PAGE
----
is perhaps one of Portugal's most remote towns and
because of this perhaps does not rank highly on
visitor's lists of must see places in this small Iberian
country simply because of the difficulty in getting to
Situated just 18 kilometres from
the Northern border with Spain, in the
region, the next nearest Portuguese town to
is over 65 kilometres away across a
windswept, boulder strewn moor with nothing in between.
was historically a defensive location,
strategically placed to alert the rest of the country of
impending attacks from the neighbouring country of
The town, though remote in
today's terms, was perfectly located for this purpose;
close to the border but equally far enough away from
Portuguese towns so defences could be readied.
does get invaded from it's northern
border, by day trippers and tourists popping across from
Spain to take a look at this once important town in
With little else of interest around the town you could
be forgiven for passing up the opportunity of visiting
known as the seat of the last
Royal Family of Portugal (1640-1910), however it would
be a mistake.
although 65 kilometres from Mirandela to
the south west and 97 kilometres from Chaves to the
west, is a charming town, if not a little chilly in the autumn
and winter months.
Braganša, the capital of the
offers visitors a very warm welcome. Although the
temperature outside may be close to freezing in the
winter months, the warmth the locals exude upon arrival
keeps the shivers at bay.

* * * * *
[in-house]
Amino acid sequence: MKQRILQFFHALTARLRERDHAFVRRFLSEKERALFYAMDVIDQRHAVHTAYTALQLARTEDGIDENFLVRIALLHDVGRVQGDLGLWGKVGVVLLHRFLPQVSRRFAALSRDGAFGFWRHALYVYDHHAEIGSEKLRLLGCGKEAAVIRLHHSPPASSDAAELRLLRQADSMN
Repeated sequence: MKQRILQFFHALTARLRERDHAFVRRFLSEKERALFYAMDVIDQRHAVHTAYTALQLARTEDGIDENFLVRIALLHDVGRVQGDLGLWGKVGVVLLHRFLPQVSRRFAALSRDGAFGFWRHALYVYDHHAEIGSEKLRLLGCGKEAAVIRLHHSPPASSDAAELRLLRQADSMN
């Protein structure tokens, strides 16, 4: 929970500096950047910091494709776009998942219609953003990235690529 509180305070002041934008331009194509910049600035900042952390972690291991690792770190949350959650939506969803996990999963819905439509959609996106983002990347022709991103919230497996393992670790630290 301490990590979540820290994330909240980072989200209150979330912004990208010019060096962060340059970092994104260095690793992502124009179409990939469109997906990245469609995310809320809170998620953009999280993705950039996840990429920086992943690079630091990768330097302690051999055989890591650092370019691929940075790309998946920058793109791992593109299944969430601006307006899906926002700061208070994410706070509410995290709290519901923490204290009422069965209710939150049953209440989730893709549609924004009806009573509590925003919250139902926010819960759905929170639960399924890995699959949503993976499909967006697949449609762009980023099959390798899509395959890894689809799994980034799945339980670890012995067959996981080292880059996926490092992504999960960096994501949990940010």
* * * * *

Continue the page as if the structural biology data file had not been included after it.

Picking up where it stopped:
Streets of Braganša
Paleontological Stone Pig
are proud of their town and their
heritage and are delighted when travellers do make the
long trip north to visit. Not only are they friendly but
helpful and eager to ensure you don't fall foul of the
traffic police for abandoning your vehicle in the local
police officer's spot, as
GekkoPortugal did, inadvertently when
visiting the northerly town.
Step inside one of the many cosy
cafes or restaurants surrounding the compact town square
and you will also be regaled with the
history from one or more of the town's
who are eager to tell everyone the importance the town
played in the making of
town's folk do in fact
There have been settlements at
as early as paleontological times and
even the Romans had a settlement close to the modern day
town, however it was during Medieval times that the town
rose to prominence.
was the first town in the
region to be elevated to town status in 1187. Over the
centuries efforts were made by successive kings to
encourage settlement in the area of
to secure the region from attack. An
annual fair was introduce in the early 13th century and
free trade just over 100 years later.
However during the 14th century
fell into the hands of the Spain.
Defences were decimated and the population fell
dramatically. Less than a 100 years later though King
Afonso V created the Duchy of
of the oldest in Portugal, for his uncle, Afonso who
became the richest and most powerful man in the Kingdom
In 1640 control of
was wrested back from the Spanish and the
8th Duke of